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Session 18: Asymmetrical Playfields - Part 2


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Actually in C it works exactly the same. :)

 

Yeh, the error dew2050 made is similar to this one:

 

#include

#include

int variable1;

int variable2;

 

printf("Hello Worldn");

 

void main(void){

/*some code in here*/

}

 

In essence, you tried to put code outside of any subroutine. You'd have just the same problems in C if you tried to insert code that was not "anchored" in a subroutine. The ORG statement tells the assembler where to start putting code. Being without an ORG is like being without a subroutine in C.

 

 

The order of subroutines doesn't matter in C because the compiler always sets the code to start running at main() even though the actual sequence of code in the final compiled binary is completely different.

 

You can do the same thing in assembly, but you have to implictly set it up that way - That's what ORG is for and that's what those two pointers you have at $FFFC are for. There's no real reason* other than convention NOT to put your data tables at the start of your ROM if you want to but again, you'd have to set it up properly so your program starts running from the right place.

 

This kind of thing is the very essence of the difference between a high level and low level language. Like the difference between a standard and automatic transmission on a car. A high level language will shift gears (allocate ROM and place your code seamlessly) for you while in a standard you must shift gears manually (place code explicitly yourself). The former is easier drive, particularly for a beginnner. The latter gives the driver more control and is generally more efficient resulting in a faster vehicle (Yeh, yeh you'll hear claims of great compilers that can generate faster, more optimised code then humans. And I have a really nice bridge I'll be listing on eBay next week...)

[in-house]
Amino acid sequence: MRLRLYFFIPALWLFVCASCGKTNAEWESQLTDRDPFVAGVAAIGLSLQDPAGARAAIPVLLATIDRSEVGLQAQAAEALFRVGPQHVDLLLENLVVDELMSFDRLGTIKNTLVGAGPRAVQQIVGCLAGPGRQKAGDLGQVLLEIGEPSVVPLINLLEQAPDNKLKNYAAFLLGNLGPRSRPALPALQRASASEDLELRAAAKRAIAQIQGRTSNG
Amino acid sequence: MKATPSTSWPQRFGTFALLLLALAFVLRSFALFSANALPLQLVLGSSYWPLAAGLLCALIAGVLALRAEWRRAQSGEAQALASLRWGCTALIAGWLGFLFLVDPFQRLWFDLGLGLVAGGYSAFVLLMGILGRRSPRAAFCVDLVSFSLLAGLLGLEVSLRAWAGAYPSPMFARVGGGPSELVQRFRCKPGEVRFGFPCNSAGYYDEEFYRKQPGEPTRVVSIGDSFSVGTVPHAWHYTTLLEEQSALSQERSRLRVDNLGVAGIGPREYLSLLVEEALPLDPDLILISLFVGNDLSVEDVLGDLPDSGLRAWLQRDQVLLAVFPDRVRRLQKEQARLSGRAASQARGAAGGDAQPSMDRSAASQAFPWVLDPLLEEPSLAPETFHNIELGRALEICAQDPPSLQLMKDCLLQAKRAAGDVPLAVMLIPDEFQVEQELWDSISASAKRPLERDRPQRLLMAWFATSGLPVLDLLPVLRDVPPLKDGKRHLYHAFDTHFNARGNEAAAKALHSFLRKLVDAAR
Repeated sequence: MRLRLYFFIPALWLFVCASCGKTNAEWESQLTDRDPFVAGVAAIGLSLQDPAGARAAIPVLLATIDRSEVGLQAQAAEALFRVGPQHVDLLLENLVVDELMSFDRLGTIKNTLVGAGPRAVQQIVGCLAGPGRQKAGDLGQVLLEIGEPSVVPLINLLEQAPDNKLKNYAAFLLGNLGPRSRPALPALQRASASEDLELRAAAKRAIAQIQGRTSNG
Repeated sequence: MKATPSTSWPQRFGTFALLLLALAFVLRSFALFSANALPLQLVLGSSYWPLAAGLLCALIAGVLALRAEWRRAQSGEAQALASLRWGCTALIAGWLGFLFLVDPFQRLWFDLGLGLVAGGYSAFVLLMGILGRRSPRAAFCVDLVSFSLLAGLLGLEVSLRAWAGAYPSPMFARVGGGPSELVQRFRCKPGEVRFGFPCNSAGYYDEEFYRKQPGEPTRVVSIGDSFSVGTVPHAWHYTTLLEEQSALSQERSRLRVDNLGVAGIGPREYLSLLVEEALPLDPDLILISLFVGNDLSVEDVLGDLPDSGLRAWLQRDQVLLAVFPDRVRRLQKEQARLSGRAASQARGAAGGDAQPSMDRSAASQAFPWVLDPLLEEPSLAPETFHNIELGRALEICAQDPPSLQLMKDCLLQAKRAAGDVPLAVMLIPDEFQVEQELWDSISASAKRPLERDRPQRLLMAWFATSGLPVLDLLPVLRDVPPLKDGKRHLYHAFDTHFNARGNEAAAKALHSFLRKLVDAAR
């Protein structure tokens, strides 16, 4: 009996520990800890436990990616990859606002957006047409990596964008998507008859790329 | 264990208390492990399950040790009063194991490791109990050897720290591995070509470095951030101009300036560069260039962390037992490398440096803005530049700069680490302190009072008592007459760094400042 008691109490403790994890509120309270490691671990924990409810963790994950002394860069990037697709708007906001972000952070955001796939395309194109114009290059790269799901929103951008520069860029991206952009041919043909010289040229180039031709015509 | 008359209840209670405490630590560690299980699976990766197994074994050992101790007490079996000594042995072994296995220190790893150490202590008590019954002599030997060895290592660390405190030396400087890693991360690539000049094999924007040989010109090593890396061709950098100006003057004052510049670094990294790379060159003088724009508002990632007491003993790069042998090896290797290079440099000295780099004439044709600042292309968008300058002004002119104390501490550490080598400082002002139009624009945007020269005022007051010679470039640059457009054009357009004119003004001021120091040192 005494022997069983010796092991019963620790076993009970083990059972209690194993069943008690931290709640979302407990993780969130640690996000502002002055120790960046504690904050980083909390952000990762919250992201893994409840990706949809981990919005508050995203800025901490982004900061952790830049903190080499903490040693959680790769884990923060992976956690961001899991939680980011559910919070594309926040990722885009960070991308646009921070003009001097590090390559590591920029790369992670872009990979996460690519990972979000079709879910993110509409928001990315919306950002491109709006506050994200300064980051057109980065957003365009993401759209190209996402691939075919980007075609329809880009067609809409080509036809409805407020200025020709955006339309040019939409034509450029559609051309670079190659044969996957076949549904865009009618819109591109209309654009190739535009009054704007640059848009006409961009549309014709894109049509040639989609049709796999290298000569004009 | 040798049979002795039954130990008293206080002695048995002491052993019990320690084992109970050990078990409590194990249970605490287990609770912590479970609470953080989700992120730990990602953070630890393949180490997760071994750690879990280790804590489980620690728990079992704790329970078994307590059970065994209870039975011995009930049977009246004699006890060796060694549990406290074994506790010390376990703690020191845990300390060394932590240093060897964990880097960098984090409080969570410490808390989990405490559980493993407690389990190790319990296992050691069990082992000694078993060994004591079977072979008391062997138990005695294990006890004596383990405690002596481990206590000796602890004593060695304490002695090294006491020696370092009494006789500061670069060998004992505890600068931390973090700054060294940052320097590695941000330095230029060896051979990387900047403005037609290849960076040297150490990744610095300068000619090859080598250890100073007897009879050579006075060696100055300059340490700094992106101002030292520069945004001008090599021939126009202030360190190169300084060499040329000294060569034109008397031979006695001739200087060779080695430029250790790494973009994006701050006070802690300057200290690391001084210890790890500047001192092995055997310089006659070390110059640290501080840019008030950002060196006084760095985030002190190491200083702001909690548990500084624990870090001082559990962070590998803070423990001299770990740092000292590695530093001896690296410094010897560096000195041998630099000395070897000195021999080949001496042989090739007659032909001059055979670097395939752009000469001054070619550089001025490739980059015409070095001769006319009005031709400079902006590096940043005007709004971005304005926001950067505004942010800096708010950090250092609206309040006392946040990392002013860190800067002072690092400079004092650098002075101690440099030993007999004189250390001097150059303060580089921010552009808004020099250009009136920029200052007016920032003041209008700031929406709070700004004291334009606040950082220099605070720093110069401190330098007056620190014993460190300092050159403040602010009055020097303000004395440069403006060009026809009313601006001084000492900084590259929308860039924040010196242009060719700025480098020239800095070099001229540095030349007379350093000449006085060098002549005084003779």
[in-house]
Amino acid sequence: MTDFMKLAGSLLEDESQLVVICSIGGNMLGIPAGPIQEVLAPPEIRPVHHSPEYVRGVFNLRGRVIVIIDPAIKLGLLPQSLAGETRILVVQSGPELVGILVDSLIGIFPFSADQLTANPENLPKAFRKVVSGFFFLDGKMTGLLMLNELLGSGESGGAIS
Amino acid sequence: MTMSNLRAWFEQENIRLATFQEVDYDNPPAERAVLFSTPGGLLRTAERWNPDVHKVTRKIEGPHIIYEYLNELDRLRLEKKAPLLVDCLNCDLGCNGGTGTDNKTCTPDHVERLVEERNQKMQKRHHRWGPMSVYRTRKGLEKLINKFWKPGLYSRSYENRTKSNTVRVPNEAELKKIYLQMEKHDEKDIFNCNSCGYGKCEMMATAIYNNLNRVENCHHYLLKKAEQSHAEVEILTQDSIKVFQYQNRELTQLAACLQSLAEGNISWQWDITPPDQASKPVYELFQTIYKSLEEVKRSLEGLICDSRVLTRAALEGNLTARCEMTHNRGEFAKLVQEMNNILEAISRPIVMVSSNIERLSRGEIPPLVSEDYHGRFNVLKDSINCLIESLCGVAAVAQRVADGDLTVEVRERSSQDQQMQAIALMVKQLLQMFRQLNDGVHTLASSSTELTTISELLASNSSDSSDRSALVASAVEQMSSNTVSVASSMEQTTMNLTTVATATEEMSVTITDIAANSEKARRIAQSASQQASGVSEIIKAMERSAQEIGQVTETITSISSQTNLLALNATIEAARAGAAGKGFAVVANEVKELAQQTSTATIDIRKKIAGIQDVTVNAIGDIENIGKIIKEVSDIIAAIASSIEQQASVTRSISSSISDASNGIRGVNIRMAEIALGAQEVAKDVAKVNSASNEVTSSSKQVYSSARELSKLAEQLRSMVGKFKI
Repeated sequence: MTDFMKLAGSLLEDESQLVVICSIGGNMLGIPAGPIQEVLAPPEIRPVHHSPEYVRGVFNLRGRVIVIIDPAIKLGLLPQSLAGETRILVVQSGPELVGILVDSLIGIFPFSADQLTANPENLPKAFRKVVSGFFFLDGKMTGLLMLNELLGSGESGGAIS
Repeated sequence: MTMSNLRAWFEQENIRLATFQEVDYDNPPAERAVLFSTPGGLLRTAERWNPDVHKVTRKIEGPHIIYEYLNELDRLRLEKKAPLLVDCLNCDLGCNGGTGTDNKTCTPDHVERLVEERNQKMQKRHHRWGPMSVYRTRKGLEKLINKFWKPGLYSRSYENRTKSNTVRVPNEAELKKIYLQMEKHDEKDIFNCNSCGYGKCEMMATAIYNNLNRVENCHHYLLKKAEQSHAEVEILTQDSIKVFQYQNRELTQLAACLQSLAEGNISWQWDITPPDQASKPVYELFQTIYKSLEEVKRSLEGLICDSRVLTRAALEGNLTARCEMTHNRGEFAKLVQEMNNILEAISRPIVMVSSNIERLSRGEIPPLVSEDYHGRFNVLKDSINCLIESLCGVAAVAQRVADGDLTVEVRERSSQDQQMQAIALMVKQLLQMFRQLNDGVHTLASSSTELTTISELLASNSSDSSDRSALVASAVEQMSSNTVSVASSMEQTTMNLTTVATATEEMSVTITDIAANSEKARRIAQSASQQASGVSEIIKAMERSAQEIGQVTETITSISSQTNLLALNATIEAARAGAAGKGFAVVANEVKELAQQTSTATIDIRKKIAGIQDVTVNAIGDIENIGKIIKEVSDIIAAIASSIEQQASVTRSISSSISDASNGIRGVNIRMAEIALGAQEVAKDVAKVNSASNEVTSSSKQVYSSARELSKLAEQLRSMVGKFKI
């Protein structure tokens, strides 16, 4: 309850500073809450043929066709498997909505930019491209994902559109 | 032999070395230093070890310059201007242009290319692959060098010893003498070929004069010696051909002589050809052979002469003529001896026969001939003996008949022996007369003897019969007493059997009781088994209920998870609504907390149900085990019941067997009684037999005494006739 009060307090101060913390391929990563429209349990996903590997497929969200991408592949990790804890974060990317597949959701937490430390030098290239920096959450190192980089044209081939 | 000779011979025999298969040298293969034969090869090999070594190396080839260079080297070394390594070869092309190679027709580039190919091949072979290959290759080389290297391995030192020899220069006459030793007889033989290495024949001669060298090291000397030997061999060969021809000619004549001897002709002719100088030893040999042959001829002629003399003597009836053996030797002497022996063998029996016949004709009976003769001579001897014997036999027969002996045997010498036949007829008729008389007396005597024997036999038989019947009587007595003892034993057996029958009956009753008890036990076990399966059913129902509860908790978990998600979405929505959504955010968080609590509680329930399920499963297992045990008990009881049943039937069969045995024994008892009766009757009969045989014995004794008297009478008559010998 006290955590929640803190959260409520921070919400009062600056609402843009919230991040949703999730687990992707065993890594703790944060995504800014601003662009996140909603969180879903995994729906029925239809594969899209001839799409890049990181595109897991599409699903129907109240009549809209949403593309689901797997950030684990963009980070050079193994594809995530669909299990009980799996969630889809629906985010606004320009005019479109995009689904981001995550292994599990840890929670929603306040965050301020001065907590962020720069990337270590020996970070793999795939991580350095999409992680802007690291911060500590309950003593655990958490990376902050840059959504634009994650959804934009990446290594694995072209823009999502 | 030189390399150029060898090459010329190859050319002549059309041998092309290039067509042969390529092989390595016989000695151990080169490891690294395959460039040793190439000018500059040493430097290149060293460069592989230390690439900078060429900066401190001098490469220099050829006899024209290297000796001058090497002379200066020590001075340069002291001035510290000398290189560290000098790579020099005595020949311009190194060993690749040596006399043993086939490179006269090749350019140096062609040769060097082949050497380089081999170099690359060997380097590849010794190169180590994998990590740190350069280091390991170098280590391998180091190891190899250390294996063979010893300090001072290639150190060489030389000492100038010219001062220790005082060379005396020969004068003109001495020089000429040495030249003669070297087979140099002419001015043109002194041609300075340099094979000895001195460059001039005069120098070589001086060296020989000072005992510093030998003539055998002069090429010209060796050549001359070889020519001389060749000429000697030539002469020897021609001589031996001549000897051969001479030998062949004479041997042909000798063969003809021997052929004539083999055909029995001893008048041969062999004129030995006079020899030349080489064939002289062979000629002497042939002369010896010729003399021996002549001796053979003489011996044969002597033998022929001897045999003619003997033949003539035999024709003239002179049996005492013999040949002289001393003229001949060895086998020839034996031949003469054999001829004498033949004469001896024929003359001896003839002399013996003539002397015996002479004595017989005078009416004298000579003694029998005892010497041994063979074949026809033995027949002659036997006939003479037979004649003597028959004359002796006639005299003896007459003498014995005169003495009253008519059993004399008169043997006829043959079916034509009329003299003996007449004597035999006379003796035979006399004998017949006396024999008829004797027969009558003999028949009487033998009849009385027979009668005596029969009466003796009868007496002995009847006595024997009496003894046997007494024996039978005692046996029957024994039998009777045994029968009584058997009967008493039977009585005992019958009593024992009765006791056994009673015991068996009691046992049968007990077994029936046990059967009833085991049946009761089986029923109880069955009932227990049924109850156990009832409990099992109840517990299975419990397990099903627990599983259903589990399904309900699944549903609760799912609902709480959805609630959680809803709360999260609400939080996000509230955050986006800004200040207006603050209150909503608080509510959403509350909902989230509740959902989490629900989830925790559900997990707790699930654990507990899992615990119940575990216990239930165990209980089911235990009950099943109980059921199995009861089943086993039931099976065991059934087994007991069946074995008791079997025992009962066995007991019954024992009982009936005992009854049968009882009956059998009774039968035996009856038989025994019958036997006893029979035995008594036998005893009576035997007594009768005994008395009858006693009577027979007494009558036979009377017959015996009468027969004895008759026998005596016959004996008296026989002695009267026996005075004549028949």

Chris...

 

 

*Atari 2600 will often put their display kernal at or very near the begining of ROM. This is so that as you add code later you are almost always adding it after the kernal. This avoids moving the kernal around which can cause timing problems ie: Moving a loop around so a branch instruction suddenly crosses a page boundary.

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